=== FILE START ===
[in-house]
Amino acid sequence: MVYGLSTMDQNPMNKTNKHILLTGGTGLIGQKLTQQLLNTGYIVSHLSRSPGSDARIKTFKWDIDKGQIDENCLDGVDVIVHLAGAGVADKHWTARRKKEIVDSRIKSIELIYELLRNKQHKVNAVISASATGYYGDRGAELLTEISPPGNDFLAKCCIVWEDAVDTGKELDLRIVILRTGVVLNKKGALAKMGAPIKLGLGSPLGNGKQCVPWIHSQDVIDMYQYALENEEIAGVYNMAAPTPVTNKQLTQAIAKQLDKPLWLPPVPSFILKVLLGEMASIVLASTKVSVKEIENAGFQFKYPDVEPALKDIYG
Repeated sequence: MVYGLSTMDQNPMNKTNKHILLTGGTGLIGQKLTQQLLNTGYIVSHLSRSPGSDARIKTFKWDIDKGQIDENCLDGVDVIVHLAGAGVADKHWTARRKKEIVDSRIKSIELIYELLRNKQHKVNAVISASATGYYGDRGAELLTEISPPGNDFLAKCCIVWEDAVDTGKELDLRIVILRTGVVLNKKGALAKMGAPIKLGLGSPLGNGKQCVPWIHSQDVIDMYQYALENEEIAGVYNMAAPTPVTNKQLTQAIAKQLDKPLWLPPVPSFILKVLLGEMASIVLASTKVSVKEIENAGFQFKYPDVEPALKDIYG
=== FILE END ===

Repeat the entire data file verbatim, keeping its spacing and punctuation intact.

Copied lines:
[in-house]
Amino acid sequence: MVYGLSTMDQNPMNKTNKHILLTGGTGLIGQKLTQQLLNTGYIVSHLSRSPGSDARIKTFKWDIDKGQIDENCLDGVDVIVHLAGAGVADKHWTARRKKEIVDSRIKSIELIYELLRNKQHKVNAVISASATGYYGDRGAELLTEISPPGNDFLAKCCIVWEDAVDTGKELDLRIVILRTGVVLNKKGALAKMGAPIKLGLGSPLGNGKQCVPWIHSQDVIDMYQYALENEEIAGVYNMAAPTPVTNKQLTQAIAKQLDKPLWLPPVPSFILKVLLGEMASIVLASTKVSVKEIENAGFQFKYPDVEPALKDIYG
Repeated sequence: MVYGLSTMDQNPMNKTNKHILLTGGTGLIGQKLTQQLLNTGYIVSHLSRSPGSDARIKTFKWDIDKGQIDENCLDGVDVIVHLAGAGVADKHWTARRKKEIVDSRIKSIELIYELLRNKQHKVNAVISASATGYYGDRGAELLTEISPPGNDFLAKCCIVWEDAVDTGKELDLRIVILRTGVVLNKKGALAKMGAPIKLGLGSPLGNGKQCVPWIHSQDVIDMYQYALENEEIAGVYNMAAPTPVTNKQLTQAIAKQLDKPLWLPPVPSFILKVLLGEMASIVLASTKVSVKEIENAGFQFKYPDVEPALKDIYG